A Beautiful mess
A few pics from dave9’s Tupelo 2010 set on Flickr. The Tupelo Music Hall in Londonderry, New Hampshire, was the first gig of the tour and you can see we were concentrating hard:
I like sitting like this. I started doing it last year in June during the solo shows in San Francisco and it is very comfortable.
Michael was concentrating hard as well:
That looks like it could have developed into a smile…
In the spring, cherry blossoms.
in the summer the cuckoo.
In autumn the moon.
In winter the snow, clear, cold.
— Master Dogen
BBC News – California’s Schwarzenegger turns against oil drilling
California’s Governor Arnold Schwarzenegger has withdrawn his support for a plan to expand oil exploration off the state’s coast.
He said the spill in the Gulf of Mexico had changed his mind about the safety of oil platforms in the Pacific Ocean.
I think changing one’s mind when faced with new evidence is always a good thing. When the data changes, the result must necessarily change.
Is it impossible to end racism and sexism?
Brent Staples was that rare bird in 70s America: a young black man who was also a gilt-edged success. At 22, he was already on the flightpath to a PhD from the University of Chicago; later he would become a bigshot on the New York Times. To strangers, however, he was just another “black man – a broad six feet two inches with a beard and billowing hair . . . indistinguishable from the muggers who occasionally seeped into the area from the surrounding ghetto”.
On seeing him, white people would cross the street. Couples locked arms. Women ran. Staples knew the stats about street crime but, as he wrote in a 1986 essay: “These truths are no solace against the kind of alienation that comes of being ever the suspect, a fearsome entity with whom pedestrians avoid making eye contact.”
To reassure everyone that this African American meant no harm, Staples took to whistling popular classics. “Virtually everybody seems to sense that a mugger wouldn’t be warbling bright, sunny selections from Vivaldi’s Four Seasons. It is my equivalent of the cowbell that hikers wear when . . . they are in bear country.” A top student sporting a cowbell: Staples sums up the knottiness of modern prejudice – and the damage it can do.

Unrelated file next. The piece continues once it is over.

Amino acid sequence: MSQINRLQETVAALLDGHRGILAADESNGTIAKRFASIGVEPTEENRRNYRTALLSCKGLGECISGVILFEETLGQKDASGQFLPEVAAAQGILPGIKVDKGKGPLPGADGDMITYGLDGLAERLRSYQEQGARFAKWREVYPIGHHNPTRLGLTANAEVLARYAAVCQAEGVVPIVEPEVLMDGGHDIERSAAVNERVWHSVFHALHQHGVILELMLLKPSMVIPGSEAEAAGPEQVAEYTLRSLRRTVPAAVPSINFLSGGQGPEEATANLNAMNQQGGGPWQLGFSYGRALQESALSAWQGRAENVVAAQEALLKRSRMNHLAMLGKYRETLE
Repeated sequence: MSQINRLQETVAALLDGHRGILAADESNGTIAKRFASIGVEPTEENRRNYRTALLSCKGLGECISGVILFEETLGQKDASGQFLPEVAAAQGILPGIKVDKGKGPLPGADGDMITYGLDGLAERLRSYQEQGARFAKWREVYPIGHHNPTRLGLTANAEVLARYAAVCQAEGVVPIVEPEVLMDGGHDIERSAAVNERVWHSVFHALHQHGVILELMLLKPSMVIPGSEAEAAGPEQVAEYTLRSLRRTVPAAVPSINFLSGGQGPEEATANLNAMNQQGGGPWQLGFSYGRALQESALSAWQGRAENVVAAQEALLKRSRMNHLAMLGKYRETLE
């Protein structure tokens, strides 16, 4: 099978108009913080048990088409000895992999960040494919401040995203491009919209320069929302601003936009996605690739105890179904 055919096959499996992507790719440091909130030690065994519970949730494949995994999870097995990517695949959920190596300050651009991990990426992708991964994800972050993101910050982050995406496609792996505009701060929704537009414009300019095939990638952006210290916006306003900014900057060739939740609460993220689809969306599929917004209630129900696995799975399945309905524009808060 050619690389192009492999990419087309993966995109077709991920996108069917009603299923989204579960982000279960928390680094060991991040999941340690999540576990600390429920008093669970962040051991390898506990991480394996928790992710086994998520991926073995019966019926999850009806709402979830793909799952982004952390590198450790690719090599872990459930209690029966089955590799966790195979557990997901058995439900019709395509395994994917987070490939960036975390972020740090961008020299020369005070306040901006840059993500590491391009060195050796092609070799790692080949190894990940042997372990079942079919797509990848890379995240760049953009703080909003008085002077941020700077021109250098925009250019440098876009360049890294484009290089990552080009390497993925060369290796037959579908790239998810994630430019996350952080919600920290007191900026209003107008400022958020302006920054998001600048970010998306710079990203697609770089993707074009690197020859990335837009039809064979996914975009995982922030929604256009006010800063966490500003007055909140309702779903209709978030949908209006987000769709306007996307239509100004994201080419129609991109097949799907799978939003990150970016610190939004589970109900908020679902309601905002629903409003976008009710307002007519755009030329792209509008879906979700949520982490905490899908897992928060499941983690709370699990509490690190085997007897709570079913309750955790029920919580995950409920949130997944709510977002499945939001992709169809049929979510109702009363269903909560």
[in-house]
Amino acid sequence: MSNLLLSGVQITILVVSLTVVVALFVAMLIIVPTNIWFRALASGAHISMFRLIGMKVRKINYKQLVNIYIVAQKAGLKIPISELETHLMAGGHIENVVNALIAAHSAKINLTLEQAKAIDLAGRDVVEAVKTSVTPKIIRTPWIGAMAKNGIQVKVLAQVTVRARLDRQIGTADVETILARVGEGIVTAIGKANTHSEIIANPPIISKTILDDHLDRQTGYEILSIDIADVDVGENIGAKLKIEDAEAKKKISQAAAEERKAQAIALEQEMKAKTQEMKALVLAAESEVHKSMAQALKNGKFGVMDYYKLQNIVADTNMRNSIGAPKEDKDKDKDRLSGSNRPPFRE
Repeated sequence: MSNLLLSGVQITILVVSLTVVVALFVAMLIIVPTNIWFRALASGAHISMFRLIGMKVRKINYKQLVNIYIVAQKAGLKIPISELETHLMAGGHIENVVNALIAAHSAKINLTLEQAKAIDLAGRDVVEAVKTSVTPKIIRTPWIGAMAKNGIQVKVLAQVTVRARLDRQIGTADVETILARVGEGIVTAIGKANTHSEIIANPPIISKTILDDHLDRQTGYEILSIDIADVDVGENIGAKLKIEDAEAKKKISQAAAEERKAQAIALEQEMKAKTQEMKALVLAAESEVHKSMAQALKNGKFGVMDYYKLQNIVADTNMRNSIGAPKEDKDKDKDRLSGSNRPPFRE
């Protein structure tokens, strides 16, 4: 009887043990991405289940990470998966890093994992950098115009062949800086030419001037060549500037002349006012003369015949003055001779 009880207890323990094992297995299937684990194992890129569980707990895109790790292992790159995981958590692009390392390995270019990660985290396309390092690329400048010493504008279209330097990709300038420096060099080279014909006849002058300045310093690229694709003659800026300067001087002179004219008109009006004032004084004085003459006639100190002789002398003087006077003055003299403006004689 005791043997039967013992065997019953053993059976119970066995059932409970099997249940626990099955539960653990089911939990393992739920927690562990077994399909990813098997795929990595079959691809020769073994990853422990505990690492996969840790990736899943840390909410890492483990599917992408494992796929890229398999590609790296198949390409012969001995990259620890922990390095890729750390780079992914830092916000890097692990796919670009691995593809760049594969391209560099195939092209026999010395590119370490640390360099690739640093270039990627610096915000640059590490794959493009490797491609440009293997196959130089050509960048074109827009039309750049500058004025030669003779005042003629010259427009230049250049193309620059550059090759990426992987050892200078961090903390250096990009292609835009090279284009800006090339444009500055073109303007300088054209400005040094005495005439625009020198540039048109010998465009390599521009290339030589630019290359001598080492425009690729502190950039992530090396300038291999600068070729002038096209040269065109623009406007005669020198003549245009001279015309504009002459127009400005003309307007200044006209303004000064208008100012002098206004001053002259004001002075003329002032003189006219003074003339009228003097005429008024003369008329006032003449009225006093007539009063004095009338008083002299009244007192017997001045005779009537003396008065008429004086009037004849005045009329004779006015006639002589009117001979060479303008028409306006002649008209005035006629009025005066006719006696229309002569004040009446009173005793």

(Via Guardian Science)
Elton John: a danger to Egypt?
Of course, all societies have rules. In many ways, life in Britain and the rest of Europe is far more regulated than it is in the Arab countries but there is a major difference in the types of things that are regulated. In Arab countries, regulation is still very much focused on “morality” and ensuring compliance with the expected norms of personal behaviour – territory that western societies, on the whole, no longer regard as a legitimate concern of the state. Indeed, far from fearing “discord”, many in the west welcome the colour and diversity that differences bring.
But try building a house in Britain, or employing someone, and you’ll immediately be confronted with a host of regulations – often very complex ones – that simply do not exist in most Arab countries.
(Via Guardian Music)
Interesting. The focus of regulation shifts from morality to practical matters like how to build a safe house. Is that a natural stage in the development of a culture? The article also states:
It was a lack of this type of regulation that contributed to the deaths of more than 150 people when floods swept through Jeddah in Saudi Arabia last November. One important factor was the unregulated construction that had taken place over many years in normally dry river beds.
Me, I much prefer regulation that concerns the building of houses and the safety of cars over regulation that concerns my morality.